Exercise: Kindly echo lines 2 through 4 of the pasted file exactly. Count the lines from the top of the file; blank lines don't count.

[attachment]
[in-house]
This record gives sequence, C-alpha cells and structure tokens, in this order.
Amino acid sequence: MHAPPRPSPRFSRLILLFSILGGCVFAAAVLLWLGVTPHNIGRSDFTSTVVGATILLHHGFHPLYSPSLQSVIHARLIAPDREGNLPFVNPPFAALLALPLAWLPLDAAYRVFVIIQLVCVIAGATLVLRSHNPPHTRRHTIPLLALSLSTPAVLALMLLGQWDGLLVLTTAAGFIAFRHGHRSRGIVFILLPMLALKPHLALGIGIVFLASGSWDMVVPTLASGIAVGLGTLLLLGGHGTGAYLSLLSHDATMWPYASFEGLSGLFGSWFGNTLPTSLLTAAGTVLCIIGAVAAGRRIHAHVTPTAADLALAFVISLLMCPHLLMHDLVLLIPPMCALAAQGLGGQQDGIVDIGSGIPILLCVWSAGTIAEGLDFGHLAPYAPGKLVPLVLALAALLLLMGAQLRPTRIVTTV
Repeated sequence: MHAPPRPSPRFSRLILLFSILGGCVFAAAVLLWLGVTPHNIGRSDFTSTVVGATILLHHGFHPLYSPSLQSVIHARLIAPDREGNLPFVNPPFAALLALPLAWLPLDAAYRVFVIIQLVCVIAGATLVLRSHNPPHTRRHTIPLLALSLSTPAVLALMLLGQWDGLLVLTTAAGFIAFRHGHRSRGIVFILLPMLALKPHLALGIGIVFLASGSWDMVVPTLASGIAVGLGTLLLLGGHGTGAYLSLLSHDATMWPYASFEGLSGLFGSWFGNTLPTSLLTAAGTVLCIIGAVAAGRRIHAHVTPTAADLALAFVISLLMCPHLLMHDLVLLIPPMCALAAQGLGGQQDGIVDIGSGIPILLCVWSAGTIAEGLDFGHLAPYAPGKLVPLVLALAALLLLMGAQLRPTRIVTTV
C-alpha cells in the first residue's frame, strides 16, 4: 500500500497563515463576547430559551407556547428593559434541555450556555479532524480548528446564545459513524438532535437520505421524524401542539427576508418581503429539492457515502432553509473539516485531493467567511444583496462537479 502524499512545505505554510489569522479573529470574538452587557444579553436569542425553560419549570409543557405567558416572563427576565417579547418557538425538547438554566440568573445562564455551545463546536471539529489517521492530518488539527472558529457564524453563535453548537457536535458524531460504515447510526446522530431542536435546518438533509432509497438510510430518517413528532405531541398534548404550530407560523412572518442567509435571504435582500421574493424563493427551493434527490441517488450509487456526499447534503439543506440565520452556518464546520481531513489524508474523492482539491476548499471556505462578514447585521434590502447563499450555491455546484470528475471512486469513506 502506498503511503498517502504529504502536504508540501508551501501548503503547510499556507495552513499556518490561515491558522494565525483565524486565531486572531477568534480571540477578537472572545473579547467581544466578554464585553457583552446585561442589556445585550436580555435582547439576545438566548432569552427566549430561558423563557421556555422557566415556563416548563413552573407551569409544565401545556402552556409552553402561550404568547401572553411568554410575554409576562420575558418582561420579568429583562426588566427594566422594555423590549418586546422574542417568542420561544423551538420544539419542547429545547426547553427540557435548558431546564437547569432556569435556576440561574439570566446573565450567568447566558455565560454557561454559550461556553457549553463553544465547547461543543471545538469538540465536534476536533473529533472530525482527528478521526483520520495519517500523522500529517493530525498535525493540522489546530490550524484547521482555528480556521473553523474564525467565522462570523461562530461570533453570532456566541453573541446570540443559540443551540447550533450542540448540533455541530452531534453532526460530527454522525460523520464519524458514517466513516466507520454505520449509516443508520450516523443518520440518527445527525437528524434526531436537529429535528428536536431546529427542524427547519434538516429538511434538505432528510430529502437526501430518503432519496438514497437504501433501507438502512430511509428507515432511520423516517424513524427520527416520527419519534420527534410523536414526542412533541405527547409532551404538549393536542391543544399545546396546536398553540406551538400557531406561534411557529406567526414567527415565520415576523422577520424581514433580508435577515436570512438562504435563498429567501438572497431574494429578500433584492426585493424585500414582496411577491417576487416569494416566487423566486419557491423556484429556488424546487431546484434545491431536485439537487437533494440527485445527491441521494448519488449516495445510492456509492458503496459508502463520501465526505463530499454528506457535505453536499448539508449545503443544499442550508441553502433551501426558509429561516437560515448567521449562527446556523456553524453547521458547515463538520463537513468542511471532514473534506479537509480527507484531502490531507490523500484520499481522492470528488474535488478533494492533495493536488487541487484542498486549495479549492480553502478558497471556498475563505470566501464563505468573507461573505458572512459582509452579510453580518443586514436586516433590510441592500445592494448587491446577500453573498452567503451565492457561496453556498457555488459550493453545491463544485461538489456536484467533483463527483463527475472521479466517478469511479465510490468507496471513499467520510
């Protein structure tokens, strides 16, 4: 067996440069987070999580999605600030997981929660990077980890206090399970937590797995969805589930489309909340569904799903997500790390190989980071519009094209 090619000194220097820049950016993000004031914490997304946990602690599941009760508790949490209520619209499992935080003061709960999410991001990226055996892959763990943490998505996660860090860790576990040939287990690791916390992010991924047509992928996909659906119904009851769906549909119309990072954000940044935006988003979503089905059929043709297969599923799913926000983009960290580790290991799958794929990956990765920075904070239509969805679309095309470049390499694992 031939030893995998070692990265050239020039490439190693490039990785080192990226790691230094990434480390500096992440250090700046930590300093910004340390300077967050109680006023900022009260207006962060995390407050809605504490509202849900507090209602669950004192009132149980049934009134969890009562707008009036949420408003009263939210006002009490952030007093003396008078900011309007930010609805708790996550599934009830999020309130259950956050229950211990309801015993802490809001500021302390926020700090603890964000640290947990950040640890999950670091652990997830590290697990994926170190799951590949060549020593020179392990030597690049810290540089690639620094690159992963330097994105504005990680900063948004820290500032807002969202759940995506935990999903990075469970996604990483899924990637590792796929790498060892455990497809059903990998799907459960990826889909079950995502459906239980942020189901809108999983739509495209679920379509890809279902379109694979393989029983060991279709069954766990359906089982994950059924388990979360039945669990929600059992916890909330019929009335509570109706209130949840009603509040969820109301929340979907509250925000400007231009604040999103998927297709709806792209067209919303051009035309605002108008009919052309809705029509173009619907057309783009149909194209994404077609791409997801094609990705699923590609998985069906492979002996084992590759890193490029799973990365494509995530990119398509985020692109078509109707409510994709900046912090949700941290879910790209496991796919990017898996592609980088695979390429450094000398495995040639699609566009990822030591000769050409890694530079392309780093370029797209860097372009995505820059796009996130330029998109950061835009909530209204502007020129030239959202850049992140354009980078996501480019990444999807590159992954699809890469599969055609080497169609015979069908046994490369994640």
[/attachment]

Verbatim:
This record gives sequence, C-alpha cells and structure tokens, in this order.
Amino acid sequence: MHAPPRPSPRFSRLILLFSILGGCVFAAAVLLWLGVTPHNIGRSDFTSTVVGATILLHHGFHPLYSPSLQSVIHARLIAPDREGNLPFVNPPFAALLALPLAWLPLDAAYRVFVIIQLVCVIAGATLVLRSHNPPHTRRHTIPLLALSLSTPAVLALMLLGQWDGLLVLTTAAGFIAFRHGHRSRGIVFILLPMLALKPHLALGIGIVFLASGSWDMVVPTLASGIAVGLGTLLLLGGHGTGAYLSLLSHDATMWPYASFEGLSGLFGSWFGNTLPTSLLTAAGTVLCIIGAVAAGRRIHAHVTPTAADLALAFVISLLMCPHLLMHDLVLLIPPMCALAAQGLGGQQDGIVDIGSGIPILLCVWSAGTIAEGLDFGHLAPYAPGKLVPLVLALAALLLLMGAQLRPTRIVTTV
Repeated sequence: MHAPPRPSPRFSRLILLFSILGGCVFAAAVLLWLGVTPHNIGRSDFTSTVVGATILLHHGFHPLYSPSLQSVIHARLIAPDREGNLPFVNPPFAALLALPLAWLPLDAAYRVFVIIQLVCVIAGATLVLRSHNPPHTRRHTIPLLALSLSTPAVLALMLLGQWDGLLVLTTAAGFIAFRHGHRSRGIVFILLPMLALKPHLALGIGIVFLASGSWDMVVPTLASGIAVGLGTLLLLGGHGTGAYLSLLSHDATMWPYASFEGLSGLFGSWFGNTLPTSLLTAAGTVLCIIGAVAAGRRIHAHVTPTAADLALAFVISLLMCPHLLMHDLVLLIPPMCALAAQGLGGQQDGIVDIGSGIPILLCVWSAGTIAEGLDFGHLAPYAPGKLVPLVLALAALLLLMGAQLRPTRIVTTV